William Wendt

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William Wendt was born in Bentzen, Germany on February 20, 1865 and was the only son to a livestock trader. While in Germany, he spent one year as an apprentice cabinetmaker. At fifteen years of age, sponsored by his uncle, Wendt immigrated to Chicago in 1880. With the exception of some evening classes at the Chicago Art Institute, Wendt never received any formal art training. In Chicago, he worked his way into a position as a staff artist in a commercial art shop. His job required him to paint a portion of a painting in a line production. One day, Wendt decided that a painting needed a white picket fence and decided to paint the fence into the composition. He was immediately reprimanded for his action, but when the painting went on sale, it was immediately purchased. From that day on, Wendt’s job was to paint picket fences for the compositions. William Wendt worked at the commercial art studio six days a week, and on his one day off, he would spend the day painting outdoors.

As a self-taught painter, William Wendt became a great technician through his power of observation. Painting formula pictures and display scenery for a living and outdoor easel landscapes for the love of it, he developed a competence and style which, by 1893, won him the Second Yerkes prize of two hundred dollars at the Chicago Society of Artists Exhibition. It was enough money, he decided, to launch a full-time career as an easel painter. He loved to sketch in the field and then return to his studio to paint large canvases from his sketches. Wendt was a good friend of artist Gardner Symons in Chicago and made several trips to Southern California with him in 1896. The friends then traveled to England in 1899 and Wendt exhibited at the Royal Academy and the Nationale des Beaux Arts in France. On his return to America on November 1899, Wendt exhibited 46 paintings at the Chicago Art Institute.

After his marriage to sculptor Julia Bracken in 1906, the couple moved to Los Angeles and bought the studio home of the Wachtels on Sichel Street. In Los Angeles, they both industriously pursued successful careers. While she worked in the studio, he often took to the countryside, particularly seeking remote, natural settings, loving especially the rolling hills, spreading trees and carpets of grass and flowers to be found in California in the early spring. There, this deeply religious artist found his inspiration. He produced a sincerity, tranquility, strength and sense of well-being in his paintings that had and continues to have enormous appeal. William Wendt was a cofounder of the California Art Club held the position of President a year after the founding California Art Club and again the fourth year. In 1912 he was elected an Associate of the National Academy of Design in New York. In the same year, Wendt built a studio-home in Laguna Beach, which became a mecca for aspiring artists throughout southern California. He and his wife “were outstandingly liberal in their efforts to impart their talents to further California art. The couple was probably more responsible for the rapid growth of Laguna Beach as an art center than any of its pioneers.”

Before 1915, Wendt’s paintings were characterized by light, short strokes and after that time he used a much broader, bolder brush. Throughout the twenties, he painted prolifically, living in solitude in Laguna Beach while Julia lived and worked in Los Angeles. He would go into the back country for weeks at a time, returning only for the mail and supplies. He painted with friends Symons, Puthuff, Payne and Borg, among others. He developed a bold, distinctive, and assured style which has been described as “masculine impressionism”. A successful exhibition was launched at the Stendahl gallery in 1926 which brought together a large body of works by Wendt. The exhibition at the Stendahl gallery was also unique because a monograph of Wendt was also published. The monograph was one of six published monographs of southern California artists before 1930. Wendt died in Laguna Beach, California on December 29, 1946 and is considered a giant among American artists and is often referred to as the Dean of Southern California.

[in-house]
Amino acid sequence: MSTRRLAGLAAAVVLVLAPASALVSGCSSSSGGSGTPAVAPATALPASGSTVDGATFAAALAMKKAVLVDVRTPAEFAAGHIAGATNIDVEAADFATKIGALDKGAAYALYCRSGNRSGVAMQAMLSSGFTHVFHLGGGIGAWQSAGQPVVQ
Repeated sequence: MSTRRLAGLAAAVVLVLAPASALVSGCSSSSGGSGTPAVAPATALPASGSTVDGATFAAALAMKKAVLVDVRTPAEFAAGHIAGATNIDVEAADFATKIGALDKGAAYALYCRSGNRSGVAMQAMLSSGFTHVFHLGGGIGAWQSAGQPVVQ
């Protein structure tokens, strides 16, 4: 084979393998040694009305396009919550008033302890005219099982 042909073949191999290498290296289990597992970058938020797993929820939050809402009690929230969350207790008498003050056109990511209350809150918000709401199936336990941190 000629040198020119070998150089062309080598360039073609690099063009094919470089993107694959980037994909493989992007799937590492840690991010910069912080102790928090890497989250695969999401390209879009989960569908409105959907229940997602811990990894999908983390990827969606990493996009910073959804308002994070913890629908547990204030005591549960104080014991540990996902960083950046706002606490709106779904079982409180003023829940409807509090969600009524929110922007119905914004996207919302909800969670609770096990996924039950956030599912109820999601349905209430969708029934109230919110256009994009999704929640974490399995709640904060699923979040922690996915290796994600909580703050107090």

Member: American Federation of Arts; California Art Club (president); Chicago Society of Artists; Laguna Beach Art Association; National Arts Club; Society of Western Artists.

Exhibited: Chicago Society of Artists, Illinois, 1893; Paris Salon, France, 1899; St. Louis Museum, Missouri, 1900; Pan-American Exposition, Buffalo, New York, 1901; Louisiana Purchase Exposition, St. Louis, Missouri, 1904; Art Institute of Chicago, Illinois, 1904, 1909, 1911, 1913; San Francisco Exposition, 1915; Panama-Pacific International Exposition, San Diego, 1915; California Art Club, 1916; Los Angeles County Museum of Art, 1915, 1917, 1918, 1939; Hotel Green, Pasadena, 1917; Stendahl Galleries, Los Angeles, 1922, 1926, 1927, 1938; Pan-American Exhibition, Los Angeles, 1925; National Academy of Design, NY, 1926; Ebell Club, Los Angeles, 1928, 1930; California-Pacific International Exposition, 1935; Golden Gate International Exposition, San Francisco, 1939; Los Angeles Art Association, 1947.

Works Held: Art Institute of Chicago; Cincinnati Art Museum (Ohio); Cliff Dwellers Club (Chicago); Gardena High School; Herron Art Institute (Indianapolis, Indiana); Irvine Museum; Laguna Art Museum; Long Beach High School; Los Angeles County Museum of Art; Orange County Museum of Art, Newport Beach; Pasadena Art Museum; Springville Museum of Art (Utah); Union Club (Seattle).

Hughes, Edan M. Artists In California 1786-1940. 3rd ed. Vol. 1. Sacramento: Crocker, Art Museum, 2002. N. pag. 2 vols. Print

William Wendt: 1865-1946 by Nancy Dustin and Wall Moure